The lesson is simple: our schools face a funding crisis

GibbonsCouncillor Andy Gibbons speech to Wandsworth Council, March 2017

In 2015 David Cameron said: “With a Conservative government, the amount of money following your child into the school will not be cut. In Treasury speak, flat cash per pupil.’ So no money to cover the increased costs schools face – but it sounds good – no cuts.

“And as the number of pupils in our schools is going up, that means the amount of money going into our schools will do so too.” Again – sounds goods, but actually it means the amount of money per-pupil remains flat lining while costs rise.

Like everything Cameron ever said and did it was a quick fix, with no regard to the consequences.

Now I’m sure the Tory Councillors opposite will want to play with the figures like Cameron did. They would be advised not to. Funding the future of our nation’s children is too important to play politics with. So what is the truth?

The Government’s own National Audit Office says in its 2016 report ‘The Financial Sustainability of Schools’:

‘The Department of Education’s approach to managing the risks to schools’ financial sustainability cannot be judged to be effective or providing value for money.

The Department for Education estimates that mainstream schools will have to find savings of £3.0 billion (8.0%) by 2019-20 to counteract cumulative cost pressures, such as pay rises and higher employer contributions to national insurance and the teachers’ pension scheme.

The Department’s overall schools budget is protected in real terms but does not provide for funding per pupil to increase in line with inflation.

The sample of schools we spoke to told us that they planned to cut staff costs in a range of ways, including replacing more experienced teachers with younger recruits and relying more on unqualified staff.’

Here is some truth from the Institute of Fiscal Studies:

‘Spending per pupil is expected to fall by 6.5% in real terms between 2015–16 and 2019–20. This will be the first time schools have seen real-terms cuts in spending per pupil since the mid 1990s. Growth was particularly fast from the late 1990s through to the late 2000s [the years of Labour government], with real-terms growth averaging about 5% per year between 1998–99 and 2010–11. Education spending between 2010-16,[the years of Tory Government] has fallen by about 14% in real terms.

In 2014, most schools paid a 14.1% employer contribution rate into the teachers’ pension scheme. In September 2015 this rose to 16.4% following public sector pension reforms, at a national cost of £330m from 2016 onwards. Meanwhile, new rules on national insurance placed an annual cost of 2% on the school staff budgets amounting to £460m nationally, although the effect will vary between schools.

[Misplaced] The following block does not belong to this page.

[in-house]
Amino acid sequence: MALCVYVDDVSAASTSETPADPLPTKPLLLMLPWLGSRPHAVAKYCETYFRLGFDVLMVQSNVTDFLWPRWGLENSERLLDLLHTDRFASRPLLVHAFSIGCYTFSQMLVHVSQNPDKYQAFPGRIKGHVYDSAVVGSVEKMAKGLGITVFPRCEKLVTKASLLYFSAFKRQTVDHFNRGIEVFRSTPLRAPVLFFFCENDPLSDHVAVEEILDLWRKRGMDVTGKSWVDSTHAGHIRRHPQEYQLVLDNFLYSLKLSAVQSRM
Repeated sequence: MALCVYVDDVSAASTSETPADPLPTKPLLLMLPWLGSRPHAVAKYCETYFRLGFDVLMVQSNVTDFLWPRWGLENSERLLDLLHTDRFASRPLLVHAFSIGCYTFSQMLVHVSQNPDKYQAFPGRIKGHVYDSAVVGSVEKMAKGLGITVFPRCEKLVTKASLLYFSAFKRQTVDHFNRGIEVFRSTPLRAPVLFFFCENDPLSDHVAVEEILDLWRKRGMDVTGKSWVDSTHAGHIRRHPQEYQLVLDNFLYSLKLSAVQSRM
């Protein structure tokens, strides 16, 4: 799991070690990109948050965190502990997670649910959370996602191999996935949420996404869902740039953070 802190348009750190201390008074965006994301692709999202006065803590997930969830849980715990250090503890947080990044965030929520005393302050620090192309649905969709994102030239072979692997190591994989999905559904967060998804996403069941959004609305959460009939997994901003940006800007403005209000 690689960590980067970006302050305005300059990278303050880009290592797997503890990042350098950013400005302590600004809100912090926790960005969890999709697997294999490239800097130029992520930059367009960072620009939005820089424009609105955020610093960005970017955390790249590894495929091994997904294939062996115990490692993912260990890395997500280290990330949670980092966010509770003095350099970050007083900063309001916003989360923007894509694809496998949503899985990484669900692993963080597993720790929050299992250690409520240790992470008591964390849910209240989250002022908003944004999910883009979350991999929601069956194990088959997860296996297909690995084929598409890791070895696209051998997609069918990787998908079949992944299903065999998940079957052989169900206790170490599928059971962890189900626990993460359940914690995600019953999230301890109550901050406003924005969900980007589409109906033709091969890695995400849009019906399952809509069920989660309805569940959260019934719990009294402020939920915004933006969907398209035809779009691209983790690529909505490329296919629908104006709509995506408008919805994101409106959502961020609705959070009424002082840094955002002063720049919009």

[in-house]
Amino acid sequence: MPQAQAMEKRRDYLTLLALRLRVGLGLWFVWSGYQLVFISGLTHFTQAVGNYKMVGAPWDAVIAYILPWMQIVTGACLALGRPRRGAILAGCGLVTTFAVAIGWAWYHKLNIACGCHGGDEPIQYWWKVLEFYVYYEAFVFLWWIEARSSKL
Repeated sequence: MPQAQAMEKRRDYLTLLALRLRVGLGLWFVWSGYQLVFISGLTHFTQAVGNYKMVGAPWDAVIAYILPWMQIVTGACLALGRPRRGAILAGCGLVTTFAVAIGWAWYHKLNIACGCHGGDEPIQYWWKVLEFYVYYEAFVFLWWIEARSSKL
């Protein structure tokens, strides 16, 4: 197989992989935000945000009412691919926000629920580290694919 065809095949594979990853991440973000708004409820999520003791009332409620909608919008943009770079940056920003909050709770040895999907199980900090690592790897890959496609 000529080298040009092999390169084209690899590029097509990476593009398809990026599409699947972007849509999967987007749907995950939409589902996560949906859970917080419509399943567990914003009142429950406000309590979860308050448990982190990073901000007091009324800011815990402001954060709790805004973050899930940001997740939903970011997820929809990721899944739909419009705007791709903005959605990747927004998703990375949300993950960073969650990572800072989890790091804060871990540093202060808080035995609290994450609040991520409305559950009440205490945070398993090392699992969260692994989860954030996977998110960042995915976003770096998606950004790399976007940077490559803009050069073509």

The effects of inflation and unfunded annual pay increases would account for a further £300m of spending in 2016.’

On top of this the government is forcing their apprenticeship levy on schools – another £3,000 to 9,000 for a small primary school, and a business rate rises of up to 45% – about £12,000 in cash terms for a primary school.

The Government now proposes a so-called fairer National Funding Formula – but this won’t do anything to solve the funding crisis – it will make it worse.

And here’s some more truth from London Councils, the body that represents all the London Boroughs, including Wandsworth.

‘The National Funding Formula will remove £19 million of funding from London’s schools.’

The National Funding Formula is only the tip of the iceberg though. London Councils conclude:

‘Taking this into account as well as the increased cost pressures identified by the National Audit Office, London’s schools will need to make savings of £360 million in the first year of the new national funding formula (2018/19) to balance their books. ‘

‘No school will gain enough funding from the NFF to compensate for increased cost pressures due to factors such as inflation, pensions and national insurance. The savings required are equivalent to:

  • 17,142 teaching assistant posts, on an average salary of £21,000.
  • 12,857 qualified teachers, on an average salary of £28,000.

This amounts to cutting 7.5 teaching assistant posts per school or cutting 5.6 qualified teachers posts per school, given that there are 2,297 mainstream schools in London.’

The Tories opposite may try to dismiss the figures provided by the NUT and ATL unions as scaremongering by a pressure group, but this proves how out of touch with the truth they are.

The IFS and London Councils have the same message – schools face a funding crisis. Their government’s own National Audit Office, as I have shown, comes up with the same figure: £3 billion cuts.

Locally, this means a funding shortfall of £15,612,273 for Wandsworth schools. That’s equivalent to loss of 419 teachers borough-wide or a cut of £603 per pupil in Wandsworth.

Faced with this crisis what is this government’s response?

The Department for Education comes out with the line ‘school funding is at its highest ever level, £40bn this year’ – but this is as devious as Cameron’s election promise: pupil numbers have risen to record levels too, increasing costs.

The only response from Hammond and May in the budget was £350m for free schools – possibly grammar schools. This will end up being spent on school places where they are not needed or funding expensive vanity projects.

But it is a drop in the ocean compared to the £3billion funding gap schools face. So this budget was a typical Tory budget – a budget for the few not the many.

Let’s tell our Local MP Justine Greening, Secretary of State for Education to face the truth: she needs to come up with something a whole lot more substantial because the education sector is being starved of cash.

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